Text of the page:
Training for a Marathon? 4 ways to stop screwing up your feet

 
Most long distance runners can agree that they are at the mercy of their feet.  You can mentally and physically prepare yourself for a marathon, but ignore your feet and you may find yourself sidelined at the next race.  While some foot-related injuries are bio-mechanical (and that’s just the way we were made), others may be the result of something you do have control over, such as choice of shoe gear or even socks. Either way, here are some ways to reduce your chance of injury and keep your feet healthy enough to carry you across that finish line.

1. BIO-MECHANICAL:

Shin splints, arch cramping, plantar fasciitis and/or tendinitis are all examples of biomechanical issues. Novice runners see these problems primarily because of inappropriately paced training. Failure to stretch properly often ends with cramping and shin splints. Often times, these issues are self-limiting and can be treated fairly easily but they will definitely hurt your practice regime.

The Fix:
Slow and steady wins the race and so it is with training. It’s always advisable to stretch properly before and after all workouts. Any specific weak points in your cadence or form should be addressed gradually. If you’ve had an especially rough run, consider post-run Epsom salt baths.

Arch supports and custom molded orthotics assist pain-relief by providing support and sometimes better alignment of the foot in some cases. It’s best to talk to a foot specialist because your foot type is crucial for determining the correct support.  While you’re there, bring in your current shoes (with supports if you use them) and ask if they’re appropriate.  As always, chronic issues should inspire you to seek professional treatment or advice.

marthon training, running and your feet2. IMPACT:
Fractures are the most serious problem that a distance runner faces. Usually beginning as a microscopic stress fracture, they can become a full on break if not properly treated.

An acute stress fracture usually comes with pain, swelling, and redness but sometimes stress fractures can happen without your even noticing. From a medical perspective, “running through the pain” is probably the worst thing you can do. Runners who don’t heed their bodies’ warnings may completely break through the bone which can lead to bone displacement. Certain foot types seem to be more prone to stress fractures — very flat feet or very high arched feet.

The Fix:
Fractures often develop because of overtraining. Pay attention to your body. If you feel pain, don’t ignore it and keep running.  Seek medical attention from a foot and ankle specialist or you’ll find yourself trying to sell that bib number you were so excited about.

Properly fitting shoes are key and this doesn’t mean that more cushion is better. Depending on your specific foot type, custom orthotics may help balance the foot and leave you less likely to develop fractures.

3. FRICTION:
Blisters and Sores: Hot spots and pressure points tend to end with blisters and sores. These usually show on the knuckles of the toes, on the side of the big toe and on the back of the heel.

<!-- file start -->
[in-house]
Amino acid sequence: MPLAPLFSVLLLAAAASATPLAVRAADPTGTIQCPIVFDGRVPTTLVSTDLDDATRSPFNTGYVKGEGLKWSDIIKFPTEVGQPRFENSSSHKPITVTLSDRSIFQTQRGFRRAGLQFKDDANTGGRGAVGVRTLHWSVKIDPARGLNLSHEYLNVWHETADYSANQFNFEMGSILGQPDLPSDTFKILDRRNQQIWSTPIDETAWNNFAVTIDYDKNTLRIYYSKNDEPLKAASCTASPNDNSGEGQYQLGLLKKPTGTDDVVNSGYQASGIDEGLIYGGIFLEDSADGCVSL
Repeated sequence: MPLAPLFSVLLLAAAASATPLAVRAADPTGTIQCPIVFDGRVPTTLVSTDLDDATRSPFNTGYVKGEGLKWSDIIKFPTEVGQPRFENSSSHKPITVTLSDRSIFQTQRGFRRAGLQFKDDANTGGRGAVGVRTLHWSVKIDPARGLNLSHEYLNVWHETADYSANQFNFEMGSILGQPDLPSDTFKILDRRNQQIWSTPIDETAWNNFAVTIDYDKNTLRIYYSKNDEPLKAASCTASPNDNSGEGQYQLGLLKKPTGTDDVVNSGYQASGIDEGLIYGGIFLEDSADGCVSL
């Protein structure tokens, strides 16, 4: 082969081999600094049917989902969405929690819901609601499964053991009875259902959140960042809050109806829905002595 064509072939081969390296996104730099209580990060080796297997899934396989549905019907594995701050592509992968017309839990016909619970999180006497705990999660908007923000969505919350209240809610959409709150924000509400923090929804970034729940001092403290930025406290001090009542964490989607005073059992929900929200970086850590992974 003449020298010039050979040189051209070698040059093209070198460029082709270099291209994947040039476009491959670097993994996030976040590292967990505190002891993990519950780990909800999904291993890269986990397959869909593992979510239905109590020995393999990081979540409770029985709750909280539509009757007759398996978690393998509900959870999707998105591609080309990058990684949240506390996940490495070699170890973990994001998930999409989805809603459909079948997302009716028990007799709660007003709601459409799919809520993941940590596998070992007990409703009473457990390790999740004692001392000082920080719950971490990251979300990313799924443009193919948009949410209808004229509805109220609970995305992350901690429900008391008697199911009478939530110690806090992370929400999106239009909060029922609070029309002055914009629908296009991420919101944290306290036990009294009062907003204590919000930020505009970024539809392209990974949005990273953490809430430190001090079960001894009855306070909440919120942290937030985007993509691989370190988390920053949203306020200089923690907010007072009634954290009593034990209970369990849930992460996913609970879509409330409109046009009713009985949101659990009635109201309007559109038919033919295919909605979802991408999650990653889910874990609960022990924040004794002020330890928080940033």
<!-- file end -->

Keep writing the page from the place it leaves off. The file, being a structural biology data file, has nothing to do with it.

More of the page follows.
The Fix:
Between runs, keep your feet moisturized, as dry skin is more prone to damage. Definitely focus on callused areas; creams containing urea are especially good at breaking down excess skin. Callus/corn removers should be used sparingly as they contain harsh salicylic acid, which can deteriorate tissue and thoroughly defeats the purpose.

Running socks with protective cushioned areas dedicated to pressure spots can help to limit chafing.  Ill-fitting footwear is the most common cause of friction so (and we’ll probably repeat this) ask a foot and ankle specialist if your chosen shoe is correct for your type.

4. DAMAGED TOENAILS:
There are two types of distance runners: ones who have had a black, painful toenail and ones who will.  The dreaded black nail is caused by bleeding underneath the bed of the nail. It’s usually accompanied by pain and can even result in your eventually having one less toenail.

The Fix:
We can’t say it enough, appropriate shoes for your type are essential. ALWAYS keep those toenails properly trimmed as not only does it make your partner crazy, it is the most likely cause of a damaged nail. Pay attention to the problem nail and specifically look for signs of worsening or infection and seek medical care from if those show up.

If you or someone you know is experiencing any foot and ankle pain or discomfort, we encourage you to make an appointment with one of our foot and ankle specialists.  Please call us at 877-989-9110 or visit us at www.footankleinstitute.com.

Dr. Gary B. Briskin, DPM, FACFAS

Dr. Gary B. Briskin, DPM, FACFAS

As co-founder and co-director of University Foot and Ankle Institute, board-certified Dr. Gary Briskin began his medical training by serving a residency at Flint General Hospital in Michigan. Once completed, he established a practice in Century City Hospital, where he soon became chief of podiatric surgery.

Dr. Briskin is a Diplomat of the American Board of Podiatric Surgery and a Fellow of the American College of Foot and Ankle Surgeons. He also serves as an assistant clinical professor at the UCLA School of Medicine.
Dr. Gary B. Briskin, DPM, FACFAS

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